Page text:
Launched by the Chennai-based Real Image Media Technologies Pvt Ltd, QJam is the “first ever touch-screen digital jukebox”, which can store up to 5,000 tracks at a time.

The music will be kept current, with the latest chartbusters being uploaded daily from Chennai. A tie-up with Charms Companion, a brand set up by VST Industries Ltd to promote the arts, brings in artistes under the Virgin Records banner. So, pop stars like J.Lo to Queen, Britney Spears to Michael Jackson to a broad selection of rock, classical, instrumental, jazz and Latin music, will be just a touch away. International singers with Sony and BMG will also be available.

Currently, the 1,500-song selection is available free, as an introductory offer. Soon, as more songs are uploaded, music enthusiasts can go through the menu and choose the song they want to hear.

They then pay Rs 5 at the cash counter of the store and be given a token bearing the code number of the chosen track. Once they insert the token, they can also record their dedication. The requests are kept in queue and played through the music system of the outlet. The selection of music will also change regularly.

“We wanted to target places where the youth spend their time. Soon we will include Hindi songs as well,” explained Rina Kakkar, brand manager, QJam. Provisions have also been made for advertising through the machines, as well as running contests. Plans include installation at bowling alleys, college canteens and entertainment centres.

Response has been “very encouraging” so far, according to QJam. “Charms is trying to increase its brand visibility and Calcutta is one of its strongest markets,” adds Kakkar. Similar units have been installed in Pune, Hyderabad and Vizag.

“We have been waiting for something like this for a long time... Not only is it fun making dedications, we can hear the songs of our choice, when we want it, without buying the whole CD,” grins Megha, a 17-year-old just about to drop in her token at Scoop.

   

 
 
INDIA BASE FOR GLOBAL MEDIA INVESTMENT MAJOR 
 
 
BY DEVADEEP PUROHIT
 
Calcutta, Dec. 11: 
Mindshare, the global media investment management company, has finally decided to launch its India operations on January 16, simultaneously in Delhi, Mumbai, Chennai, Bangalore and Calcutta.

The Calcutta outfit of the $ 16.5-billion global company, with offices in 61 countries, has been created by merging the media departments of HTA, Contract and O&M. According to Andre Nair, CEO of the south Asian region of Mindshare, the company will focus on “increasing the share of a consumer’s mind” for the clients’ brands and attaining the market leader’s slot. Despite the talks of economic recession, he is bullish about the company’s prospects in India. “The GDP growth projections may have been scaled down recently, but unlike some of the other countries, the Indian economy is still growing,” he says.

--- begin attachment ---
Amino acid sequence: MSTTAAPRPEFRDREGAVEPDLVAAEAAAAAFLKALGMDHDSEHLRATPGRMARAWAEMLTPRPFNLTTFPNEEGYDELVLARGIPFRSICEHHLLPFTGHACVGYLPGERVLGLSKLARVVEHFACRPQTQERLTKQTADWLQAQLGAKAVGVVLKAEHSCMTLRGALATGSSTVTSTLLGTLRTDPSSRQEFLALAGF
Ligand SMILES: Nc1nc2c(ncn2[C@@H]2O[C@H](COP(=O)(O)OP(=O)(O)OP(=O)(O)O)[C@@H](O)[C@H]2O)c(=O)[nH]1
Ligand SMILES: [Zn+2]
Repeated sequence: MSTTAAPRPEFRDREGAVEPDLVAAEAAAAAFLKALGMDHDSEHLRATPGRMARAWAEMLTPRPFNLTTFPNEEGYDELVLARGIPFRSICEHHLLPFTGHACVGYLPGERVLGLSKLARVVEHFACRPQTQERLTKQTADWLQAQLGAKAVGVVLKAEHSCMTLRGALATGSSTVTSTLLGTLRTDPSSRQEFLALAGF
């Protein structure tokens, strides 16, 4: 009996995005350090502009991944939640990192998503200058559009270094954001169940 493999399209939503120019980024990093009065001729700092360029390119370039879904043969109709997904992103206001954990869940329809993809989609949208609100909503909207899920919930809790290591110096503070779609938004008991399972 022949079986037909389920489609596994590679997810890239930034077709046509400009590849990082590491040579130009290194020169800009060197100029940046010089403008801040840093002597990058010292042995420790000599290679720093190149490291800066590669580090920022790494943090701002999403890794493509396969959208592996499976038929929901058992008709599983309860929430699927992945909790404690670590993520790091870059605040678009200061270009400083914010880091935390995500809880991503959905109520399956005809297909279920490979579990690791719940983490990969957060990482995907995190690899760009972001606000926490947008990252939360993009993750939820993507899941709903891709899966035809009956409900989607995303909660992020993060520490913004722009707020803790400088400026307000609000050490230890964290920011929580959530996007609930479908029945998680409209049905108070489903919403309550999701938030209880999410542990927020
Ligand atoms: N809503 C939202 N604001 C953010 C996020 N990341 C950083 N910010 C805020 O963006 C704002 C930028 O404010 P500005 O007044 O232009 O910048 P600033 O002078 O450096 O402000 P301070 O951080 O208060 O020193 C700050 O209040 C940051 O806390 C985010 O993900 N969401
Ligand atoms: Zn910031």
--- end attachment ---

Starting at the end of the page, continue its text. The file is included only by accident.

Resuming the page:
Though Mumbai and Delhi will be the company’s biggest markets, Calcutta promises to be a vital business centre for Mindshare. “We expect the city to continue offering good business volume in cigarette, paints and shoes, for starters. We will remain focused to consolidate our position and will also explore new opportunities,” adds Nair.

Besides launching its India operations with a bang, the company has plans to intensify its activities in the region. “We want to use India as a base to promote our business in the region. By May 2002, we expect to have our offices in Nepal, Bangladesh and Sri Lanka,” announces Nair.

According to the silver-haired CEO, born to a Malayali father and British mother, the competitive advantage of Mindshare will stem from economies of scale, owing to its size and understanding of both the qualitative and quantitative aspects of the Indian market and its constituents. “Besides the access to WPP resources, the biggest advertisement conglomerate in the world, we are very rich in human capital. Here, too, we will get some of the best brains because of the merger. I am visiting all our offices in the country to meet the staff and translate their potential into performance,” says Nair, drawing upon 21 years of experience in the industry and a degree in psychology.

Right now, Nair and the Mindshare team are busy extracting the key findings from their 3-D research. Following the merger, the company spent over six months on this research to analyse the diversities of the fragmented Indian market. “We studied 20 product categories and 50 brands to identify the nature of relationship of consumers with various product categories, the degree of bonding with brands, extent of their exposure to various forms of media and their media habits,” he explains. The results, according to him, will help companies optimise their media spends by communicating the message to the target audience at minimum cost.

Underlining Mindshare’s commitment to its people, Nair makes it clear that the company, which has over 3,800 on its rolls worldwide, doesn’t have plans to cut its 400-strong workforce here.